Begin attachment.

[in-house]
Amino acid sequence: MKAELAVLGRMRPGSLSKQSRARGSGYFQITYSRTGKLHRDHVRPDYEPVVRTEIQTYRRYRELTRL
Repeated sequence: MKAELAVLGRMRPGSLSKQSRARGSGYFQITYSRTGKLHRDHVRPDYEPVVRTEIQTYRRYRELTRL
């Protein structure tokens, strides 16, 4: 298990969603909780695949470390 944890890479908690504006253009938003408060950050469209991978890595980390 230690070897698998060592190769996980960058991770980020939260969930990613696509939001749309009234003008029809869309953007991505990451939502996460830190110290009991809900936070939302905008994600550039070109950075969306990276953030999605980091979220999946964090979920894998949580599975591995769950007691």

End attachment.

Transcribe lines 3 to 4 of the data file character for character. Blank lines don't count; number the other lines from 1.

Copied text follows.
Repeated sequence: MKAELAVLGRMRPGSLSKQSRARGSGYFQITYSRTGKLHRDHVRPDYEPVVRTEIQTYRRYRELTRL
């Protein structure tokens, strides 16, 4: 298990969603909780695949470390 944890890479908690504006253009938003408060950050469209991978890595980390 230690070897698998060592190769996980960058991770980020939260969930990613696509939001749309009234003008029809869309953007991505990451939502996460830190110290009991809900936070939302905008994600550039070109950075969306990276953030999605980091979220999946964090979920894998949580599975591995769950007691």